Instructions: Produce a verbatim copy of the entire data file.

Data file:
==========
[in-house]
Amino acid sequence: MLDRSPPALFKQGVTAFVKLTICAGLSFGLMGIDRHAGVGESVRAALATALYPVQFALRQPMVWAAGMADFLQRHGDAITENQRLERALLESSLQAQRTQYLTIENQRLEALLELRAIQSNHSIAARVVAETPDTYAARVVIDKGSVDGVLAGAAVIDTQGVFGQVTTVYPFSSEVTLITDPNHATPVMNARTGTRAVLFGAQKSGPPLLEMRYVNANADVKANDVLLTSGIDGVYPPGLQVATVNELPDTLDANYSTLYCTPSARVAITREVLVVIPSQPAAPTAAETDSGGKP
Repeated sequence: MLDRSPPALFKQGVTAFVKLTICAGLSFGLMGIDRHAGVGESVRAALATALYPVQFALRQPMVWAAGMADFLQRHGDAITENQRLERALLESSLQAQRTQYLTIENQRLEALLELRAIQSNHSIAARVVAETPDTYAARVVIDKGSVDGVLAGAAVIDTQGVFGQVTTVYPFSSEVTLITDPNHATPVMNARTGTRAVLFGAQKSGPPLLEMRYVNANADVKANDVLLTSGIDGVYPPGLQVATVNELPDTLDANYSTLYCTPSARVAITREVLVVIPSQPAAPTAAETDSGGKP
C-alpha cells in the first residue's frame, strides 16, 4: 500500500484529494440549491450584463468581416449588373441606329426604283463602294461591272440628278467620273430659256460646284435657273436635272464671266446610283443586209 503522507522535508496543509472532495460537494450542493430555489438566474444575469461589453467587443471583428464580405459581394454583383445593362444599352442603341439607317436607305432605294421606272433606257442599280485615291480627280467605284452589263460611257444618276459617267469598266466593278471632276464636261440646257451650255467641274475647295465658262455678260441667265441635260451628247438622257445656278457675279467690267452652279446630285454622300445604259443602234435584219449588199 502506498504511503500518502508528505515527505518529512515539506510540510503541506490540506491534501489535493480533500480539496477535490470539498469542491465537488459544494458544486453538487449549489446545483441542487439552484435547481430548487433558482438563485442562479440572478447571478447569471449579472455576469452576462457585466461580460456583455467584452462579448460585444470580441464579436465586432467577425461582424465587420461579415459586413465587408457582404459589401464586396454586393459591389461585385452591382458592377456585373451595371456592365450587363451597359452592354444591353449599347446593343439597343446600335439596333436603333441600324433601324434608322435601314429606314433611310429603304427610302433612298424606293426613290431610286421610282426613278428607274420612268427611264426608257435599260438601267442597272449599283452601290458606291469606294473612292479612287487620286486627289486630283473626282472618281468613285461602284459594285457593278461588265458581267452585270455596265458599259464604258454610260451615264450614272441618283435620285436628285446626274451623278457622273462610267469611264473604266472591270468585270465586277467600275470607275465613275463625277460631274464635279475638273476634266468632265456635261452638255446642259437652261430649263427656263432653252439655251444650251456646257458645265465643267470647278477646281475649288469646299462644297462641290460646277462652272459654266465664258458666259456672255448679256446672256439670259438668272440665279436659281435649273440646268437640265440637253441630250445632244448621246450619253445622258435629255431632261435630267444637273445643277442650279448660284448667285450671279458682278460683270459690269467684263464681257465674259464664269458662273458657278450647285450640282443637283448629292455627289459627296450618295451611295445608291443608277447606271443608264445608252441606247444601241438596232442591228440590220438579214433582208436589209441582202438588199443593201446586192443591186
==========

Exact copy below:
[in-house]
Amino acid sequence: MLDRSPPALFKQGVTAFVKLTICAGLSFGLMGIDRHAGVGESVRAALATALYPVQFALRQPMVWAAGMADFLQRHGDAITENQRLERALLESSLQAQRTQYLTIENQRLEALLELRAIQSNHSIAARVVAETPDTYAARVVIDKGSVDGVLAGAAVIDTQGVFGQVTTVYPFSSEVTLITDPNHATPVMNARTGTRAVLFGAQKSGPPLLEMRYVNANADVKANDVLLTSGIDGVYPPGLQVATVNELPDTLDANYSTLYCTPSARVAITREVLVVIPSQPAAPTAAETDSGGKP
Repeated sequence: MLDRSPPALFKQGVTAFVKLTICAGLSFGLMGIDRHAGVGESVRAALATALYPVQFALRQPMVWAAGMADFLQRHGDAITENQRLERALLESSLQAQRTQYLTIENQRLEALLELRAIQSNHSIAARVVAETPDTYAARVVIDKGSVDGVLAGAAVIDTQGVFGQVTTVYPFSSEVTLITDPNHATPVMNARTGTRAVLFGAQKSGPPLLEMRYVNANADVKANDVLLTSGIDGVYPPGLQVATVNELPDTLDANYSTLYCTPSARVAITREVLVVIPSQPAAPTAAETDSGGKP
C-alpha cells in the first residue's frame, strides 16, 4: 500500500484529494440549491450584463468581416449588373441606329426604283463602294461591272440628278467620273430659256460646284435657273436635272464671266446610283443586209 503522507522535508496543509472532495460537494450542493430555489438566474444575469461589453467587443471583428464580405459581394454583383445593362444599352442603341439607317436607305432605294421606272433606257442599280485615291480627280467605284452589263460611257444618276459617267469598266466593278471632276464636261440646257451650255467641274475647295465658262455678260441667265441635260451628247438622257445656278457675279467690267452652279446630285454622300445604259443602234435584219449588199 502506498504511503500518502508528505515527505518529512515539506510540510503541506490540506491534501489535493480533500480539496477535490470539498469542491465537488459544494458544486453538487449549489446545483441542487439552484435547481430548487433558482438563485442562479440572478447571478447569471449579472455576469452576462457585466461580460456583455467584452462579448460585444470580441464579436465586432467577425461582424465587420461579415459586413465587408457582404459589401464586396454586393459591389461585385452591382458592377456585373451595371456592365450587363451597359452592354444591353449599347446593343439597343446600335439596333436603333441600324433601324434608322435601314429606314433611310429603304427610302433612298424606293426613290431610286421610282426613278428607274420612268427611264426608257435599260438601267442597272449599283452601290458606291469606294473612292479612287487620286486627289486630283473626282472618281468613285461602284459594285457593278461588265458581267452585270455596265458599259464604258454610260451615264450614272441618283435620285436628285446626274451623278457622273462610267469611264473604266472591270468585270465586277467600275470607275465613275463625277460631274464635279475638273476634266468632265456635261452638255446642259437652261430649263427656263432653252439655251444650251456646257458645265465643267470647278477646281475649288469646299462644297462641290460646277462652272459654266465664258458666259456672255448679256446672256439670259438668272440665279436659281435649273440646268437640265440637253441630250445632244448621246450619253445622258435629255431632261435630267444637273445643277442650279448660284448667285450671279458682278460683270459690269467684263464681257465674259464664269458662273458657278450647285450640282443637283448629292455627289459627296450618295451611295445608291443608277447606271443608264445608252441606247444601241438596232442591228440590220438579214433582208436589209441582202438588199443593201446586192443591186